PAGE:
Kimberley Region

The iconic Kimberley region has been identified as one of the most prospective regions in the world for shale gas and tight sands gas production, with an estimated 438 trillion cubic feet of gas within the onshore Canning Basin. Although still at the early exploration stage, tens of thousands of wells could be drilled in the area if the industry goes to full production, changing the stunning Kimberley landscape forever. Continue reading

Fracking Gasfield Risks

Unlike Eastern Australia where most unconventional gas deposits are found in coal seams, in Western Australia the majority of unconventional gas is found in shale beds and tight sandstone rock strata. Shale and tight gasfields involve the industrialisation of entire landscapes with numerous closely spaced wells. Typical gasfields contain thousands of wells. Gasfields also require vast networks of access roads, gas pipelines, processing plants, compressor stations, and wastewater holding dams and treatment plants. Continue reading

Mid West & Wheatbelt Region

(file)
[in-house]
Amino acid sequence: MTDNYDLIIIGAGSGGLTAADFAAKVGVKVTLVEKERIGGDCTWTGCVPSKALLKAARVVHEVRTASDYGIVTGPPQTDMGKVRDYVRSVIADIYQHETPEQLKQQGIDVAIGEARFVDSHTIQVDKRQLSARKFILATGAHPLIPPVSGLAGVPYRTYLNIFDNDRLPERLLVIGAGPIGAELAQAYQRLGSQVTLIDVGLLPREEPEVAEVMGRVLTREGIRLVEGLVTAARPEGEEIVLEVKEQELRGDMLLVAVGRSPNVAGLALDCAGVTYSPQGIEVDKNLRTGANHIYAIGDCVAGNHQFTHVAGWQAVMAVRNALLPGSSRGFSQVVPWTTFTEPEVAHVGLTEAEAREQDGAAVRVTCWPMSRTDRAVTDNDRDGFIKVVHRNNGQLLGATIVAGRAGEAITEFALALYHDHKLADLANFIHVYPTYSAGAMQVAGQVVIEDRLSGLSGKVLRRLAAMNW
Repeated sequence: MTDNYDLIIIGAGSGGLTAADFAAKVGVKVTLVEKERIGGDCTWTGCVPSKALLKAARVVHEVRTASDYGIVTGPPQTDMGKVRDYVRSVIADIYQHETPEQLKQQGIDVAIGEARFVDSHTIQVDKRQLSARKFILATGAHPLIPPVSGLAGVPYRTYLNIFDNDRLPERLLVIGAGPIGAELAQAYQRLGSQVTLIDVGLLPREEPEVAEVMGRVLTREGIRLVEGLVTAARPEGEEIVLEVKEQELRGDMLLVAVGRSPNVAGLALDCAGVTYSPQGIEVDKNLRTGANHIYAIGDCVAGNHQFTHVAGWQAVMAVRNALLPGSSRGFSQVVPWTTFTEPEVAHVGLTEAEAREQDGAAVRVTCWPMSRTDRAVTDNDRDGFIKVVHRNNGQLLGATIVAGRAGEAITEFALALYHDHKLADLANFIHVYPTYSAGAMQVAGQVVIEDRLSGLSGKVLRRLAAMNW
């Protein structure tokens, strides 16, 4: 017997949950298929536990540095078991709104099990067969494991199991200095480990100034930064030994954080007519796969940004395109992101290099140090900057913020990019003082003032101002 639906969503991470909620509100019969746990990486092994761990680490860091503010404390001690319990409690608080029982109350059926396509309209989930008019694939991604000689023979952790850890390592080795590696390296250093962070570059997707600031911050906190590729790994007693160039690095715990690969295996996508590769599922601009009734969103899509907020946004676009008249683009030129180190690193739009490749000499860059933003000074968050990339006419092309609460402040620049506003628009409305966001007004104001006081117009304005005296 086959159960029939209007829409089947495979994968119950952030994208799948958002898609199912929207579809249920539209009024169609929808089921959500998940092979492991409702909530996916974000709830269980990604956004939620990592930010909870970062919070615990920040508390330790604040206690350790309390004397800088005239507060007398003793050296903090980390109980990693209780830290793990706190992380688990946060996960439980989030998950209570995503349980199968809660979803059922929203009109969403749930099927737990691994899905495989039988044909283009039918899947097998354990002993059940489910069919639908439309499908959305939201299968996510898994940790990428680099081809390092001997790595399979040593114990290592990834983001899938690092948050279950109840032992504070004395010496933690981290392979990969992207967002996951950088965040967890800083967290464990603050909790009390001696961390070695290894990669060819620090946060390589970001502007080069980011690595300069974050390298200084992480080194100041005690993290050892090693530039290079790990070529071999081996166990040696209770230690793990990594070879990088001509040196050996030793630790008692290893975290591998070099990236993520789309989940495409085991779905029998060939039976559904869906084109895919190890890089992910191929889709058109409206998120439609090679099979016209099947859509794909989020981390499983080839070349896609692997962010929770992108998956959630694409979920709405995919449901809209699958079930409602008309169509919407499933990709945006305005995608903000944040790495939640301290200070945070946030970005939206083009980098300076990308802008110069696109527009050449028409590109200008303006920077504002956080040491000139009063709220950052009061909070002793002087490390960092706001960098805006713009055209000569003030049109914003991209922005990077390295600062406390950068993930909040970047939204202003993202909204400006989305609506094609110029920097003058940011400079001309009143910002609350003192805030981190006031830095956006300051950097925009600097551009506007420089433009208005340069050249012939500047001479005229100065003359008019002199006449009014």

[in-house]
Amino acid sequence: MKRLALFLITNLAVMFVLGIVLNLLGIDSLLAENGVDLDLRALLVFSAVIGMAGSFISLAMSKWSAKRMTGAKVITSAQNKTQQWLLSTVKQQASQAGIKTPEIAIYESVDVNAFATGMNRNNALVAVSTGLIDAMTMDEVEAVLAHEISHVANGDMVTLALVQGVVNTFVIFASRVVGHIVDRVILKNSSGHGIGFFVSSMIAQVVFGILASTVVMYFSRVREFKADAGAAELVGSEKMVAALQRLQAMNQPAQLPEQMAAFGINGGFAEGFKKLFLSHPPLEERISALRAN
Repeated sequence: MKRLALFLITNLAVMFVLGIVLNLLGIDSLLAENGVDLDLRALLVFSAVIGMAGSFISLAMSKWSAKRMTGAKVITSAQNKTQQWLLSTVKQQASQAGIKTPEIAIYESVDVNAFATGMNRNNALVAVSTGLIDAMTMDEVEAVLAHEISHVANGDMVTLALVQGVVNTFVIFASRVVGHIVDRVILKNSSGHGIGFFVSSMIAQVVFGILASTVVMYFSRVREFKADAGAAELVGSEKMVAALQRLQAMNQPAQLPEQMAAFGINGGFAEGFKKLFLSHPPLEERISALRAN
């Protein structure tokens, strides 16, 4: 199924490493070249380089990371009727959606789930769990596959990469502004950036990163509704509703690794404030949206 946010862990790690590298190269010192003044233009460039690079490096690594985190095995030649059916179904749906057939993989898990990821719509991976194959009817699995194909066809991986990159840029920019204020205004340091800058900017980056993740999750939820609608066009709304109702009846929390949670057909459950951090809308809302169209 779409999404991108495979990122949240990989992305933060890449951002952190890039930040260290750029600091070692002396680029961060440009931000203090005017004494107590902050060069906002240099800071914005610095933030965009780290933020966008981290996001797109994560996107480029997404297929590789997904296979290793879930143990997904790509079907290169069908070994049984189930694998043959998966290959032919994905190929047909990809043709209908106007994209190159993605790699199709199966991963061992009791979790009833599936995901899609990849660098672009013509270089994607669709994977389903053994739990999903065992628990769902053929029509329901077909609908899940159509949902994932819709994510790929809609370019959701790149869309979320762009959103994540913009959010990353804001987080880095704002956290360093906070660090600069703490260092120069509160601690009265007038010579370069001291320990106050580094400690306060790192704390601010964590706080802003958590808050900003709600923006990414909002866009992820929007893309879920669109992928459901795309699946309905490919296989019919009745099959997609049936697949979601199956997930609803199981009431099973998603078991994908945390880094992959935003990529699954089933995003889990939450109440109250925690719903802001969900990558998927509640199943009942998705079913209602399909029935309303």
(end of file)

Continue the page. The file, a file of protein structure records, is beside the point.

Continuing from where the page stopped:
The northern Perth basin, a geological formation underlying the western parts of the Mid West and Wheatbelt of WA, has been identified by the gas industry as a priority target for exploitation. With over 270,000 petajoules of potential unconventional gas under 31 petroleum and exploration licences, there is interest from a host of companies, both local and international. Scroll down to read a specific overview for each area. Exploration and production at small scale has been taking place for years, yet recently has seen a ramp up of activities, with over 15,000 square kilometres of land currently being targeted for oil & gas exploration. We know from experience that when the petroleum industry gets a foothold, they push forward creating widespread industrialisation. When the conventional gas or oil stops flowing, they will go back over a region with unconventional techniques like hydraulic fracture stimulation, or fracking, horizontal drilling and possible other techniques to extract the gas that’s trapped inside tight limestone or shale rock. Continue reading